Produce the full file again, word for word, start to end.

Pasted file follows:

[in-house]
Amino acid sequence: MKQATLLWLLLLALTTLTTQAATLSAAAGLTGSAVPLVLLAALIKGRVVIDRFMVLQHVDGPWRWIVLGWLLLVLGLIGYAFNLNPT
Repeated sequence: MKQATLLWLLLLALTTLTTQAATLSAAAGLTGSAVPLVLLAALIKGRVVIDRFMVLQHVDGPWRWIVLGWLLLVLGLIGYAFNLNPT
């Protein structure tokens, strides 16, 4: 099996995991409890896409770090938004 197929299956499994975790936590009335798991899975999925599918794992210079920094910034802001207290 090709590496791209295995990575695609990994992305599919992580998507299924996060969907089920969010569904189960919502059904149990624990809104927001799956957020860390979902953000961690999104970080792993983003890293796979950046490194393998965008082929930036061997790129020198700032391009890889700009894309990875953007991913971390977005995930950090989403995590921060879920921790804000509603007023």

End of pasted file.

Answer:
[in-house]
Amino acid sequence: MKQATLLWLLLLALTTLTTQAATLSAAAGLTGSAVPLVLLAALIKGRVVIDRFMVLQHVDGPWRWIVLGWLLLVLGLIGYAFNLNPT
Repeated sequence: MKQATLLWLLLLALTTLTTQAATLSAAAGLTGSAVPLVLLAALIKGRVVIDRFMVLQHVDGPWRWIVLGWLLLVLGLIGYAFNLNPT
């Protein structure tokens, strides 16, 4: 099996995991409890896409770090938004 197929299956499994975790936590009335798991899975999925599918794992210079920094910034802001207290 090709590496791209295995990575695609990994992305599919992580998507299924996060969907089920969010569904189960919502059904149990624990809104927001799956957020860390979902953000961690999104970080792993983003890293796979950046490194393998965008082929930036061997790129020198700032391009890889700009894309990875953007991913971390977005995930950090989403995590921060879920921790804000509603007023």